It is not singular that I should entertain a belief that Perkin was, in reality, the lost Duke of York. For, in spite of Hume, and the later historians who have followed in his path, no person who has at all studied the subject but arrives at the same conclusion. Records exist in the Tower, some well known, others with which those who have access to those interesting papers are alone acquainted, which put the question almost beyond a doubt…’

Ms. Shelley could not have escaped the influence of Walter Scott in her foray into the historical novel.  Deidre Lynch, who has contributed “The Cambridge Companion to Mary Shelley” writes:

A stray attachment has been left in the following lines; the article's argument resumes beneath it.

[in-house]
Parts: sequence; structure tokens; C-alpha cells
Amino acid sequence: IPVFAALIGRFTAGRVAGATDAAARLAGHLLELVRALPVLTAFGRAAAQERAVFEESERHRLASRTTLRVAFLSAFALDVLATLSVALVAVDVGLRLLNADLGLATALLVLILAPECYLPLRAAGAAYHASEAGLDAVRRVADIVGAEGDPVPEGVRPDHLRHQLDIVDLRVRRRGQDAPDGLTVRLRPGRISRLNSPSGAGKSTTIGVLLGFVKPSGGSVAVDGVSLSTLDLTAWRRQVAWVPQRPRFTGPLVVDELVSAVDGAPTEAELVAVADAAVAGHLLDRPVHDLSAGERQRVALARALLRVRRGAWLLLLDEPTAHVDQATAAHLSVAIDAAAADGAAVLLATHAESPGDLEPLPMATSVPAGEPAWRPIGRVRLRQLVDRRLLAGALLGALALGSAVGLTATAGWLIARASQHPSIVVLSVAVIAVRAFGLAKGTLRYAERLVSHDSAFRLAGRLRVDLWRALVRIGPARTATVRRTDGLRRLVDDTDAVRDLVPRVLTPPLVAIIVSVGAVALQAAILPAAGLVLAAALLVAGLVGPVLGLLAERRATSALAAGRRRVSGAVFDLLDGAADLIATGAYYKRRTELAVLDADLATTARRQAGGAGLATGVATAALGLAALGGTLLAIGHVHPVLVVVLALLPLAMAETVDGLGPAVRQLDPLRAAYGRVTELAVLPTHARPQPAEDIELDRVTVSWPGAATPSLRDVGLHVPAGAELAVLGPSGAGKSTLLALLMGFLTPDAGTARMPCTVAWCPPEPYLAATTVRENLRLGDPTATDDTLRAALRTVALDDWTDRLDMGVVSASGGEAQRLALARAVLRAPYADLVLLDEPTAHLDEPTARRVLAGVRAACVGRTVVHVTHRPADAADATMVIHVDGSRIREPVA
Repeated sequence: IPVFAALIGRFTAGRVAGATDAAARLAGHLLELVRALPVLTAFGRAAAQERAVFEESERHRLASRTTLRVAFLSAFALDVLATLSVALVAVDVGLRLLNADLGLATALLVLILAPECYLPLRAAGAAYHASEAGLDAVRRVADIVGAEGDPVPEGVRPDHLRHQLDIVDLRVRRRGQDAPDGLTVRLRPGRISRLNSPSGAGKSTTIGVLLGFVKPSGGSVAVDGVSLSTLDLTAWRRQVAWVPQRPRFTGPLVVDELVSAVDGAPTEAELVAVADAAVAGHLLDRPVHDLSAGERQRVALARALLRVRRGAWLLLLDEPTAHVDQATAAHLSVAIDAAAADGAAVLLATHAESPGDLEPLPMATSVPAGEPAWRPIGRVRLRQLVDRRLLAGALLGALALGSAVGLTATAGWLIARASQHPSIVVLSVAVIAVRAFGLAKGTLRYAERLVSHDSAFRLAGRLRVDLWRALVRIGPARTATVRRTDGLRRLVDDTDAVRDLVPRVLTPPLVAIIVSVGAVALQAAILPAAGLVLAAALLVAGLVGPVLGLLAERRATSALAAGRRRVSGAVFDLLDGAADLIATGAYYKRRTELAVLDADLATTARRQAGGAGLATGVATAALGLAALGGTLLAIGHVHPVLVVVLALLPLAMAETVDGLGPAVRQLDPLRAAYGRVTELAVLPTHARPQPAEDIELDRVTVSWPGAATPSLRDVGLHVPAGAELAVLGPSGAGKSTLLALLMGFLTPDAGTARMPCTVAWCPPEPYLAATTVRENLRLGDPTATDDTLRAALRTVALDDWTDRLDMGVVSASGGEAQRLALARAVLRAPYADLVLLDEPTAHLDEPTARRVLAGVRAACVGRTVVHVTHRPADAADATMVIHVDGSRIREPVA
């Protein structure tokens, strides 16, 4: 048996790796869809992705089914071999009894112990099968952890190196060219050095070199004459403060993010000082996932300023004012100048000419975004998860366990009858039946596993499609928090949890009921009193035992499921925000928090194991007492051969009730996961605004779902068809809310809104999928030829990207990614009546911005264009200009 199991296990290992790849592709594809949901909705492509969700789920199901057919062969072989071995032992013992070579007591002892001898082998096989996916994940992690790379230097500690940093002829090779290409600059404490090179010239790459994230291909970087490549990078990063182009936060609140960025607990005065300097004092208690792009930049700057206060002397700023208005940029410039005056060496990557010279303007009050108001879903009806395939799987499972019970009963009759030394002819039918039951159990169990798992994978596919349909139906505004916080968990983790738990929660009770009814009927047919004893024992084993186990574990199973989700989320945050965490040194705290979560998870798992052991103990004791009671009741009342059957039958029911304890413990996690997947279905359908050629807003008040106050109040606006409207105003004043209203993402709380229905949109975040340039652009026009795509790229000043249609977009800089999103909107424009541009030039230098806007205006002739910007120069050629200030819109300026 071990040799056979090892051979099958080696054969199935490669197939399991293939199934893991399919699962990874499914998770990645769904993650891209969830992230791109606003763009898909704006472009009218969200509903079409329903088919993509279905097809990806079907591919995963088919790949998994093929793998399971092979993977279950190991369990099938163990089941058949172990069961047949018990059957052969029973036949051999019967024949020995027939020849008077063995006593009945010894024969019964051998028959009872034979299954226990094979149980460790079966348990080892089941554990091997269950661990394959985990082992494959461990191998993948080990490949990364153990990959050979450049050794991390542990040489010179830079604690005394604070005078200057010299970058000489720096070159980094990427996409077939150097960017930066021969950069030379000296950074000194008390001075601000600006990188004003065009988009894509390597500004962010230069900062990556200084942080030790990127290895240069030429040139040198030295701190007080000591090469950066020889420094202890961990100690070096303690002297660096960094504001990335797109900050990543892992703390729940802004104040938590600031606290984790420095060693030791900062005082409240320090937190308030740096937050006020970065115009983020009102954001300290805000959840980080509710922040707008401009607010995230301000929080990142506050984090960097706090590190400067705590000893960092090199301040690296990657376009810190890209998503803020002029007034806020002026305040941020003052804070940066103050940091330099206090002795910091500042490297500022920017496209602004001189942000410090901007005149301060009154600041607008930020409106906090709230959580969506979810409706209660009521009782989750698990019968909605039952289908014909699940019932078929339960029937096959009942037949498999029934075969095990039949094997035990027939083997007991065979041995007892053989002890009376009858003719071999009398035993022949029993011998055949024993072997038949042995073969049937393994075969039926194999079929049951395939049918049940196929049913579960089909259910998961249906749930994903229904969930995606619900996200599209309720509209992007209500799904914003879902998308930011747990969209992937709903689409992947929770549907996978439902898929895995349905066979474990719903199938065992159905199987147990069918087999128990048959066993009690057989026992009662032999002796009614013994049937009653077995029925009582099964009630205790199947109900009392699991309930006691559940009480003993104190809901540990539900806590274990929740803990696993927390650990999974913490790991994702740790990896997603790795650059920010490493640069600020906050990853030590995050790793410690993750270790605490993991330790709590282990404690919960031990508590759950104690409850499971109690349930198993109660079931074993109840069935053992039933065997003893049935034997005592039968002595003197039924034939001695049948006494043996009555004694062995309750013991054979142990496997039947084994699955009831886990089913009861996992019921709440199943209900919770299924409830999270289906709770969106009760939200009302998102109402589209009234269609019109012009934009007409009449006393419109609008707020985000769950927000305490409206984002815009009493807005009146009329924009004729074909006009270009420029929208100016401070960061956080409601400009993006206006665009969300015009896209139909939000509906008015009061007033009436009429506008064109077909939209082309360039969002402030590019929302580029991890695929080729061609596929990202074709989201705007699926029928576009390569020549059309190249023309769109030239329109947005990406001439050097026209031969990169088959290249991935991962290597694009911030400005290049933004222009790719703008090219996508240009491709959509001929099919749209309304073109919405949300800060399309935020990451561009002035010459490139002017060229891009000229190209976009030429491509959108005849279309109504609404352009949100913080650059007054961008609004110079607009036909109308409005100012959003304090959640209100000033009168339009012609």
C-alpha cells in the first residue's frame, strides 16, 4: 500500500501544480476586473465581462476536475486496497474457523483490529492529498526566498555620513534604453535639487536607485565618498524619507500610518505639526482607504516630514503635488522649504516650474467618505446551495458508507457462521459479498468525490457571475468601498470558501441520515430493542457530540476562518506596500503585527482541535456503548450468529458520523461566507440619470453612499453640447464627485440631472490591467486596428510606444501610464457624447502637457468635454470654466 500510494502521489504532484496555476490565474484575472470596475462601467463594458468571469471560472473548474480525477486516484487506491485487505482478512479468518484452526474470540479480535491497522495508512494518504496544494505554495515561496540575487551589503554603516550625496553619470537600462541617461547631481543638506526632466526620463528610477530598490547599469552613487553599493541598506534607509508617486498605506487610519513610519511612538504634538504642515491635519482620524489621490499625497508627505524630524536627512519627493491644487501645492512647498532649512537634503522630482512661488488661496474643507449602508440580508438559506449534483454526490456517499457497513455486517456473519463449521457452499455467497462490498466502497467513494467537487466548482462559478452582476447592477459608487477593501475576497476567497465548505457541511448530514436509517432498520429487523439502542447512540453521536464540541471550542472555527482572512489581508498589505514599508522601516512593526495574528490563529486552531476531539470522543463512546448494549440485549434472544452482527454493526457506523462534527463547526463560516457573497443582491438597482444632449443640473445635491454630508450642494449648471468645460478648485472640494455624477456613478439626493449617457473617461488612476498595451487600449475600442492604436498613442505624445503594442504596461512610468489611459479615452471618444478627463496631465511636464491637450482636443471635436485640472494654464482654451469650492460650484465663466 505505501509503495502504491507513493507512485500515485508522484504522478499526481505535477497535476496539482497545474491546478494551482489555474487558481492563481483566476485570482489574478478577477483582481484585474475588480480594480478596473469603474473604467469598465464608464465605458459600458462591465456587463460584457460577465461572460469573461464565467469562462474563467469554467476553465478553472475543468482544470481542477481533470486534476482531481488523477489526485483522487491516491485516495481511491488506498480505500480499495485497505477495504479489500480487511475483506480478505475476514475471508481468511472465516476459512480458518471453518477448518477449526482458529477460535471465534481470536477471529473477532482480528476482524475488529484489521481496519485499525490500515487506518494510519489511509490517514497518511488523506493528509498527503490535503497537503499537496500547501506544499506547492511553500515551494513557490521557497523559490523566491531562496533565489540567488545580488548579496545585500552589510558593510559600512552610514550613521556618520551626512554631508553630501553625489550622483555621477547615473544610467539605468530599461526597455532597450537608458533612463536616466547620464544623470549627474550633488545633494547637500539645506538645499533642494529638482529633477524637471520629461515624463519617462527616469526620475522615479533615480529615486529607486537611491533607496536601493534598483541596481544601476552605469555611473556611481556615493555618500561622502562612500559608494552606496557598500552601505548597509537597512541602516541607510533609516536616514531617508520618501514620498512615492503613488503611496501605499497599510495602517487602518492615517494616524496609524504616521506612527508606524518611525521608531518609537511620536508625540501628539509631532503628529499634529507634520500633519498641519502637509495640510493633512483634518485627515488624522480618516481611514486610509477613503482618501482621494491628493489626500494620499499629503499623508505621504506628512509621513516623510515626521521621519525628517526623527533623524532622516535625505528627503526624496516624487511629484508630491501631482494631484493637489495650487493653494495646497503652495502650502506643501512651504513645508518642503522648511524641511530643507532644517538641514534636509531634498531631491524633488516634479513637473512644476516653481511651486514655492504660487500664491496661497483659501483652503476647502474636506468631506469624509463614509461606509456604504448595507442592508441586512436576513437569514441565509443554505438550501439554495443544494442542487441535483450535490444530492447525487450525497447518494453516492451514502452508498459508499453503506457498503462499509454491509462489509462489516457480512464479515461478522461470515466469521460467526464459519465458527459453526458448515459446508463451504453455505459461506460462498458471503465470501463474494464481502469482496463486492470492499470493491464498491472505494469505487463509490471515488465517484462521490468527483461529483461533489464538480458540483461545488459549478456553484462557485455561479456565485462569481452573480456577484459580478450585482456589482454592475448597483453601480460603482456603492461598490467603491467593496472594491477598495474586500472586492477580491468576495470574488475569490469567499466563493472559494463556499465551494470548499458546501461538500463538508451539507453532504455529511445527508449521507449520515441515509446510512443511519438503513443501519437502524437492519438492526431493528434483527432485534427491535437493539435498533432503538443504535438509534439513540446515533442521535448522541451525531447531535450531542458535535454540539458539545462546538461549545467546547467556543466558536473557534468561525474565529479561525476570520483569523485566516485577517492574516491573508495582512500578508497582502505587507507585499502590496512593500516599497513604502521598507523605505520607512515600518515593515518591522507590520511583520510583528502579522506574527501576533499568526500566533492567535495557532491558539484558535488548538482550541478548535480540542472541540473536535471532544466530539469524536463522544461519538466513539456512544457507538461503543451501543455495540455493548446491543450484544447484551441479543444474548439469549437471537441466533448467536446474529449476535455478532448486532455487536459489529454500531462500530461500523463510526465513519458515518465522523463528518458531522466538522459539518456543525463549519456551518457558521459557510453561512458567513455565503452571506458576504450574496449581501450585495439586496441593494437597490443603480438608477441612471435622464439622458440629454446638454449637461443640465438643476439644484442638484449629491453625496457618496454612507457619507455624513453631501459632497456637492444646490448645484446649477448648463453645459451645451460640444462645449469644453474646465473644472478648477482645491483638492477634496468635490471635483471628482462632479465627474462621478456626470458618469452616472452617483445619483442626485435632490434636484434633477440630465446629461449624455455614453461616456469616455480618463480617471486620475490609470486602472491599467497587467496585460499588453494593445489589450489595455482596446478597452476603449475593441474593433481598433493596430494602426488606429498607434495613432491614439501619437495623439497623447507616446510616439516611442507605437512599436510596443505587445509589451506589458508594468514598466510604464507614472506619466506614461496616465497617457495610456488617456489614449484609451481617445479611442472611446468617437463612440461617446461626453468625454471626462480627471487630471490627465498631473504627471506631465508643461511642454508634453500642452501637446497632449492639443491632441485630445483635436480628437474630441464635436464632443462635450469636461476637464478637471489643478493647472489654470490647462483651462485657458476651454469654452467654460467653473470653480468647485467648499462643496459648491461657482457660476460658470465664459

‘Early in 1820 the Shelleys, then living in Italy, received a crate packed with various household articles and a selection of the new novels that had become the talk of the nation. In one, Ivanhoe, the “Dedicatory Epistle” - a letter purportedly sent by one Laurence Templeton to his antiquarian colleague, the Reverend Dr. Dryasdust - mentions a “Scottish magician, [who], you say, was . . . at liberty to walk over the recent field of battle, and to select for the subject of resuscitation by his sorceries a body whose limbs had recently quivered with existence, and whose throat had but just uttered the last note of agony.”  Templeton's necromancer, who must have reminded Mary Shelley of the “unhallowed arts” of her own Victor Frankenstein, was none other than Templeton's own creator, Sir Walter Scott. In the opinion of numerous reviewers, such necromancy, resuscitating bygone figures from historical fields as varied as Norman England and eighteenth-century Scotland, had endowed the novel form itself with a new dignity. Typical is one review, which advises that Scott's Waverley should not be “consider[ed] . . . in the light of a common novel, whose fate it is to be devoured with rapidity for the day, and to be afterwards forgotten for ever”; it should rather be, this critic wrote, lauded as a “vehicle of curious accurate information upon a subject which must at all times demand our attention - the history and manners of . . . the inhabitants of these islands.”